Occupy the Internet
Some of the people I saw gathered in Dewey Square in Boston fit the stereotype that has been cast on them in the media. I saw dreadlocked college kids, veterans—perhaps war veterans, but definitely protest veterans—playing folk songs, as well as a few less obvious peaceniks. In snippets of conversations I heard oft-repeated refrains, "Because of the media . . ." and ". . . then we'd have all the energy we need!" And I sympathized. I agreed. But I didn't join.
It occurred to me that all the criticism of the movement, both from people like me who are sympathetic to their general cause, as well as from those on the right, is rooted in the sad fact that the protesters are trying to be something that they are not. Take a look or a listen to the consistent criticism. Many point to the fact that the occupiers are inconsistent. There is an image floating around online contrasting the anger they direct at corporations with the plethora of brands that the protesters are wearing and using. On the other side, the occupiers are accused of not having a clear goal, and thus causing disruption without providing any way to satiate their concerns.
Both of these criticisms stem from the fact that Occupy is a mid-20th-century protest staged in the 21st-century. Sure, it incorporates social media, but aside from that, it is very much an imitation of '60s protests—another piece of nostalgia from a generation that loves to look back almost as much as we like to look inward.
Their concerns are right on, and no one is really unsure as to the kinds of things they would propose, if they got around to proposing things. But they aren't telling a compelling story because chants aren't a very good storytelling medium. Neither are tweets. In fact, Twitter is a natural partner to protests such as this one (not to mention the Arab Spring) because tweets work in much the same way as chants: short, pithy, and most effective when repeated by a number of people. But, ultimately, tweets and chants function like bumper stickers; they allude to a greater story but fail to tell it. In the 21st century, we need stories, not slogans.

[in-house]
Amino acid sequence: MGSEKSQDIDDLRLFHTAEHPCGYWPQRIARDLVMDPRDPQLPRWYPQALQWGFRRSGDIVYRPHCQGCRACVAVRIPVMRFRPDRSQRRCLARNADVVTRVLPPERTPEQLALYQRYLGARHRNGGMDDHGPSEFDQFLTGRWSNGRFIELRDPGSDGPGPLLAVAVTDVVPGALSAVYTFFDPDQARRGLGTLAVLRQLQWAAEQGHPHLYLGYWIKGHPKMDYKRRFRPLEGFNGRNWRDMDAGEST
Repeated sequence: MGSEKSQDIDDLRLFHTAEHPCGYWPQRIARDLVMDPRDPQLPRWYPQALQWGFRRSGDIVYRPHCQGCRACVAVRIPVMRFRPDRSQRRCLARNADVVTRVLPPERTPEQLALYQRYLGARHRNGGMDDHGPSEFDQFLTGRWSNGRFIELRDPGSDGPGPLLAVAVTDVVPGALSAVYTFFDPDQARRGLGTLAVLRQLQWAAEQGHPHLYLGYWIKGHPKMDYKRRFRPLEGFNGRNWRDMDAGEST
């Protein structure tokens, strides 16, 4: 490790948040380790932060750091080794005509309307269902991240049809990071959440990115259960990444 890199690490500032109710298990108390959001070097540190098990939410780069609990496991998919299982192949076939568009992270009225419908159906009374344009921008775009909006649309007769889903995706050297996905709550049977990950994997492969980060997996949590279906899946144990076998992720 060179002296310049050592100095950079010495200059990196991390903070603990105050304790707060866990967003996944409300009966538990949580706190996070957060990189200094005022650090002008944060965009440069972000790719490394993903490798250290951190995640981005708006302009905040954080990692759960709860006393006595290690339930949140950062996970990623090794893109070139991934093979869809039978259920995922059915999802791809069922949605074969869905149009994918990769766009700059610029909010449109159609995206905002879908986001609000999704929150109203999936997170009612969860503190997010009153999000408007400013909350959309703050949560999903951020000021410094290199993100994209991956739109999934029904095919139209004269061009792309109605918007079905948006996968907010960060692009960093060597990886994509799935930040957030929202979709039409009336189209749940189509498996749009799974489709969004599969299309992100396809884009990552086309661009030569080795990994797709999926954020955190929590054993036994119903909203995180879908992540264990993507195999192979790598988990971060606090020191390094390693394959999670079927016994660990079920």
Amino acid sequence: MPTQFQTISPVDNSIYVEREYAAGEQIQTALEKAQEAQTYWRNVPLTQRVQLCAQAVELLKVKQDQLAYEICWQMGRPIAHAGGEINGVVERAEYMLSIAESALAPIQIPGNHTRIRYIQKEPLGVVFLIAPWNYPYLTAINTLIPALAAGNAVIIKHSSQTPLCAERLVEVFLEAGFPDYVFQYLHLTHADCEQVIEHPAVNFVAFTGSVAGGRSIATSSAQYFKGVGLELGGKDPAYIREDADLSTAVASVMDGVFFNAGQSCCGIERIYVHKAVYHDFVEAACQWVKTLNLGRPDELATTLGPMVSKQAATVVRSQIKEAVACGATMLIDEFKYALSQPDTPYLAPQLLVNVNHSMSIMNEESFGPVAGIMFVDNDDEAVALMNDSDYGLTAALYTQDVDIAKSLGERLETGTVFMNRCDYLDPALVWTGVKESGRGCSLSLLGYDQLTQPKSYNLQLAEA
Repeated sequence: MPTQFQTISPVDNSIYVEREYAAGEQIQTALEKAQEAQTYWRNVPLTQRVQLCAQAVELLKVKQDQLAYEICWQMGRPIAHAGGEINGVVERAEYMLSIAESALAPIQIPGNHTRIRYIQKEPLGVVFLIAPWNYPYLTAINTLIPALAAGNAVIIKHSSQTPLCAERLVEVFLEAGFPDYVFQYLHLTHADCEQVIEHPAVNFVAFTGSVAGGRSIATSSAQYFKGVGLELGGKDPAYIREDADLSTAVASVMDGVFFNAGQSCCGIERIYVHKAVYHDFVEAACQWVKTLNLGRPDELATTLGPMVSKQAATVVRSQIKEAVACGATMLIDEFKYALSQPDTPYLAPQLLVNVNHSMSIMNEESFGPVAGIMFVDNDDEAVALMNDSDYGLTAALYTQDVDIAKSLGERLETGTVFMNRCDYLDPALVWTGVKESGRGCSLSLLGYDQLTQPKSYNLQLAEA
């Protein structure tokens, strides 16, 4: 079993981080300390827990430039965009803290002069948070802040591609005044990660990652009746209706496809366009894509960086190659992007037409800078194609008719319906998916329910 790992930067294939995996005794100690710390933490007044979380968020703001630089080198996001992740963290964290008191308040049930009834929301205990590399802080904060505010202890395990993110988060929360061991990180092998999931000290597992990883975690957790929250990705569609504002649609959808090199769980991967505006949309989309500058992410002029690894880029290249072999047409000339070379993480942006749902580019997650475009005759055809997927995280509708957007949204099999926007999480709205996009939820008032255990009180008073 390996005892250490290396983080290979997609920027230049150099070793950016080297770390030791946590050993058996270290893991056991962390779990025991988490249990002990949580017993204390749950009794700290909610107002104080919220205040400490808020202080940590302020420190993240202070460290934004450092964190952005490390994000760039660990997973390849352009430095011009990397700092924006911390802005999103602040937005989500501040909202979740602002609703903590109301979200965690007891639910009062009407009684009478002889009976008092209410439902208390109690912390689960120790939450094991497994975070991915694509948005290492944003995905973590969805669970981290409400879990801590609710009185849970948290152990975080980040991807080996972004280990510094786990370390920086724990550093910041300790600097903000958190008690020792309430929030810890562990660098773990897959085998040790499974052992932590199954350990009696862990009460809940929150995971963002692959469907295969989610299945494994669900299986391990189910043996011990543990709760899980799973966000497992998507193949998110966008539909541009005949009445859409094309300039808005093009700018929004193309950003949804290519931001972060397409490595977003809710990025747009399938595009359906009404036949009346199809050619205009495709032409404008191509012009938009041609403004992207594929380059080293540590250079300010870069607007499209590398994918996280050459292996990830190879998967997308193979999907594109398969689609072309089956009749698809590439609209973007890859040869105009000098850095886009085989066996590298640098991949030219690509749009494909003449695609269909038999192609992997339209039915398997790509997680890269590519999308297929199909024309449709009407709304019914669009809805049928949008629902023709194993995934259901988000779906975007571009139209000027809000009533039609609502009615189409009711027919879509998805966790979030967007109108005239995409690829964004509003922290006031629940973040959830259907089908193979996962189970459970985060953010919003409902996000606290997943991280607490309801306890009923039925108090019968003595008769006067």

In the '60s, getting the attention of the national media was the only way to get your message heard by people across the country. But this is no longer the case. Rather than sitting in tents, holding handmade signs and occasionally chanting, the occupiers should be occupying the internet—using the countless avenues that technology has made available to them to tell compelling stories. Fortunately, some are doing this as a companion action to the physical protest, "We Are the 99 Percent," for example.
At Occupy Boston I noted that many of the young people there are around my age. This is my generation's time to speak up, but we're doing it the way our parents' generation did. In the 21st century we have better options than pitching tents in public parks and getting arrested.
Take to the internet. Take to the airwaves. Let's get out of the tents and onto the web. We know what we want and we have the means to say it. We have 21st century problems that need 21st century solutions. I would love to see my peers in the Occupy movement join us here.
Jonathan D. Fitzgerald is the managing editor of Patrolmag.com, and writes on the various manifestations of Christianity in culture. Follow him on Twitter or at his website, www.jonathandfitzgerald.com.
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